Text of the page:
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A meeting between Russian and U.S. foreign and defense ministers
A meeting between Russian and U.S. foreign and defense ministers will be held in Moscow on March 17-18, a high ranking official in the Russian Foreign Ministry said on Thursday.

The official said that the talks will focus on U.S. plans to deploy elements of its missile shield in Central Europe, Russia's unilateral moratorium on the Conventional Forces in Europe (CFE) treaty and on a new strategic arms reduction treaty to replace START-I, which expires in December 2009.

"Our American partners will deliver proposals on confidence measures, allowing the presence of Russian officers at missile shield facilities in the Czech Republic and Poland, blocking the radar to prevent it being targeted at Russia and so that the interceptor missiles are not silo-based," the official said.

The U.S. administration is planning to construct a base for 10 two-stage missile interceptors in Poland, modify its X-band radar on the Kwajalein Atoll in the Pacific and relocate it to the Czech Republic, and to deploy a new forward-based radar to an unspecified location.

The official said that "these are measures of transparency and trust," but added that they are "not resolving the issue of creating a system to monitor missile threats throughout the world."

"But it still gives us [Russia] the opportunity to see that the United States' unilateral actions, which Russia objects to, do not pose a direct threat to our country at the given moment," he said.

Washington wants to deploy its missile shield elements in Central Europe, purportedly to counter a missile threat from Iran and other "rogue" states. Russia has fiercely opposed the plans, saying they threaten its national security.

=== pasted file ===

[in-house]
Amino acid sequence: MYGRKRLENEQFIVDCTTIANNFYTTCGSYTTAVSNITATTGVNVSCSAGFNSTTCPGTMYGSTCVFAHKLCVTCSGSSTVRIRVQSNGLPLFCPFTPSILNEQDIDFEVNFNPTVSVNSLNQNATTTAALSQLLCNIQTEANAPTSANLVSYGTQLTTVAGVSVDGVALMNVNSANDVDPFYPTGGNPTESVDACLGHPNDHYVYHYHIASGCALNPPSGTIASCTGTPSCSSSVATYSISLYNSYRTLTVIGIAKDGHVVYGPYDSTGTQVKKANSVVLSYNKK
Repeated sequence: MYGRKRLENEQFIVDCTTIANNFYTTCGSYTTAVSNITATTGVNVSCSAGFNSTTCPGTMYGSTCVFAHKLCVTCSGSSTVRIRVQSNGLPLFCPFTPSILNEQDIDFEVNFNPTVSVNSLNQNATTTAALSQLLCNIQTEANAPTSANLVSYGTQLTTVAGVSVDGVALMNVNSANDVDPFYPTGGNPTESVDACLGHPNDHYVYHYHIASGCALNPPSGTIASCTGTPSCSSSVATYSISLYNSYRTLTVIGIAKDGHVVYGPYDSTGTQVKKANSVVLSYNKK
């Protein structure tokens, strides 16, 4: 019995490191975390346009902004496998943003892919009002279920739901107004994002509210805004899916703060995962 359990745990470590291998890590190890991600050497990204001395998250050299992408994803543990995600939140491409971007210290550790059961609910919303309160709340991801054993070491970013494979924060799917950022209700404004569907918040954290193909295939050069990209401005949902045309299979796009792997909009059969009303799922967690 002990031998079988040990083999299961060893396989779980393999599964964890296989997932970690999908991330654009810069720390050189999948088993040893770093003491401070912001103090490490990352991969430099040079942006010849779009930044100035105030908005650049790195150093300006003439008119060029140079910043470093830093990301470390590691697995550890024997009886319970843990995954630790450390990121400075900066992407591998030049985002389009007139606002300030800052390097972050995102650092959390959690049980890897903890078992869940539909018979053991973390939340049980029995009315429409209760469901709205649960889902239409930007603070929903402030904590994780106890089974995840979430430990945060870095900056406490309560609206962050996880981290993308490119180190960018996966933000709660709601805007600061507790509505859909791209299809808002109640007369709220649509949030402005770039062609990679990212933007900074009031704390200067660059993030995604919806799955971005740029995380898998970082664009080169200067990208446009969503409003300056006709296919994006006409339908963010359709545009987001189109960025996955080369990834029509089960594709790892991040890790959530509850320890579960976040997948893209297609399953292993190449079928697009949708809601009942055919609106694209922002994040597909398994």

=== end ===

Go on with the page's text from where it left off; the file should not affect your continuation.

In October 2007, Russian Foreign Minister Sergei Lavrov, U.S. State Secretary Condoleezza Rice, and defense chiefs Anatoly Serdyukov and Robert Gates failed to agree on missile defense issues in Moscow.

Speaking about the replacement of the START-I treaty with a new agreement, the official said that it should be a document, which contains obligations for further reduction of strategic offensive arms and preserve controlling measures over them.

"They [the Americans] want to restrict themselves to telling us [Russia] only what they will do," the official said. "This is the arms race in its pure form. We hope we will be able to stop the unique START-I treaty from disappearing."

The START-I treaty was signed by the United States and the Soviet Union on July 31, 1991, five months before the Soviet Union collapsed, and remains in force between the U.S., Russia, and three other ex-Soviet states.

The three former Soviet republics, Belarus, Kazakhstan and Ukraine, have since disposed of all their nuclear weapons or transferred them to Russia, and the U.S. and Russia have reduced the number of delivery vehicles to 1,600, with no more than 6,000 warheads. The current treaty is set to expire on December 5, 2009.


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